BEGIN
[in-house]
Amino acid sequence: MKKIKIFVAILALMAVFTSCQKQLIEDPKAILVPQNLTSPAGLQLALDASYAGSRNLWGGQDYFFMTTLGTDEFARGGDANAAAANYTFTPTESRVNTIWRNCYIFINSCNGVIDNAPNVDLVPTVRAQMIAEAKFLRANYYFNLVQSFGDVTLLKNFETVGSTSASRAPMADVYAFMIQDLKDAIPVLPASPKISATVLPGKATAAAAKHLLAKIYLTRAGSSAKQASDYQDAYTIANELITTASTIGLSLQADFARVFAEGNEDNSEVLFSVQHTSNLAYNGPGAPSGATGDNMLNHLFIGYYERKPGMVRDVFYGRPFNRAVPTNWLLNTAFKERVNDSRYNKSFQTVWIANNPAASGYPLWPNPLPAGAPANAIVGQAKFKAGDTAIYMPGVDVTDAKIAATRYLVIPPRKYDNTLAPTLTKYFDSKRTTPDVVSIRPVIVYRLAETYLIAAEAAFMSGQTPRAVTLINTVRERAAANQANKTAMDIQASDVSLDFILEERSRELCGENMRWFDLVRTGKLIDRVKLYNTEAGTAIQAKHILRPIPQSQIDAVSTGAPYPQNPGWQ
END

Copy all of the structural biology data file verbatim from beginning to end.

[in-house]
Amino acid sequence: MKKIKIFVAILALMAVFTSCQKQLIEDPKAILVPQNLTSPAGLQLALDASYAGSRNLWGGQDYFFMTTLGTDEFARGGDANAAAANYTFTPTESRVNTIWRNCYIFINSCNGVIDNAPNVDLVPTVRAQMIAEAKFLRANYYFNLVQSFGDVTLLKNFETVGSTSASRAPMADVYAFMIQDLKDAIPVLPASPKISATVLPGKATAAAAKHLLAKIYLTRAGSSAKQASDYQDAYTIANELITTASTIGLSLQADFARVFAEGNEDNSEVLFSVQHTSNLAYNGPGAPSGATGDNMLNHLFIGYYERKPGMVRDVFYGRPFNRAVPTNWLLNTAFKERVNDSRYNKSFQTVWIANNPAASGYPLWPNPLPAGAPANAIVGQAKFKAGDTAIYMPGVDVTDAKIAATRYLVIPPRKYDNTLAPTLTKYFDSKRTTPDVVSIRPVIVYRLAETYLIAAEAAFMSGQTPRAVTLINTVRERAAANQANKTAMDIQASDVSLDFILEERSRELCGENMRWFDLVRTGKLIDRVKLYNTEAGTAIQAKHILRPIPQSQIDAVSTGAPYPQNPGWQ